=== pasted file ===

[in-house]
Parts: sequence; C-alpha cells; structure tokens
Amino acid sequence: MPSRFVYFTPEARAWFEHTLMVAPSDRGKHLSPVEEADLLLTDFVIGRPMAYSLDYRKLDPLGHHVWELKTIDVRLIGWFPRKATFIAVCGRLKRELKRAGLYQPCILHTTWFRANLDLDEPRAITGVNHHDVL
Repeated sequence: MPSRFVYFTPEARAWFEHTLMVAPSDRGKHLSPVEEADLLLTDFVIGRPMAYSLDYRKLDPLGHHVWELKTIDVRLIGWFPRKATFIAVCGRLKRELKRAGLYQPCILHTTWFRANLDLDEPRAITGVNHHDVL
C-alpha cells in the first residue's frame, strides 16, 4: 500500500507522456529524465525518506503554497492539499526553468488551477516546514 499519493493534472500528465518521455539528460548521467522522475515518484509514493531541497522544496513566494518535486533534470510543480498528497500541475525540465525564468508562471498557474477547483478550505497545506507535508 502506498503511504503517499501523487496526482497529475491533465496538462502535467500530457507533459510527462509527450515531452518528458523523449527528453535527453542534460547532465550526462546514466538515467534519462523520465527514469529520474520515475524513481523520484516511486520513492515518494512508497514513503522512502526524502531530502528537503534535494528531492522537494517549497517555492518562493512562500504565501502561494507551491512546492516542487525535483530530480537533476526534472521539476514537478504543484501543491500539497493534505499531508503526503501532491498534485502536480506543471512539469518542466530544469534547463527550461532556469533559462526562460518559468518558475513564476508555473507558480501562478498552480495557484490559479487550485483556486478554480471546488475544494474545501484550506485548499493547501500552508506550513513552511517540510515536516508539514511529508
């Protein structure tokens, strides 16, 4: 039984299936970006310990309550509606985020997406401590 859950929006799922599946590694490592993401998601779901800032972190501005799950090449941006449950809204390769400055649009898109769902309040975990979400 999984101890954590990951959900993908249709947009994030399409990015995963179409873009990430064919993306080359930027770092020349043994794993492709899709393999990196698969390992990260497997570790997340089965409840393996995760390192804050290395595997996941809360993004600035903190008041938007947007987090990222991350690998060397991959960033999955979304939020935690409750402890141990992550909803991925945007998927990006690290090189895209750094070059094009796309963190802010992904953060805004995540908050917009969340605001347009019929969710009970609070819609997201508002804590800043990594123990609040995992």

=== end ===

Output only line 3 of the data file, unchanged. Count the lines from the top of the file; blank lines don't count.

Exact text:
Amino acid sequence: MPSRFVYFTPEARAWFEHTLMVAPSDRGKHLSPVEEADLLLTDFVIGRPMAYSLDYRKLDPLGHHVWELKTIDVRLIGWFPRKATFIAVCGRLKRELKRAGLYQPCILHTTWFRANLDLDEPRAITGVNHHDVL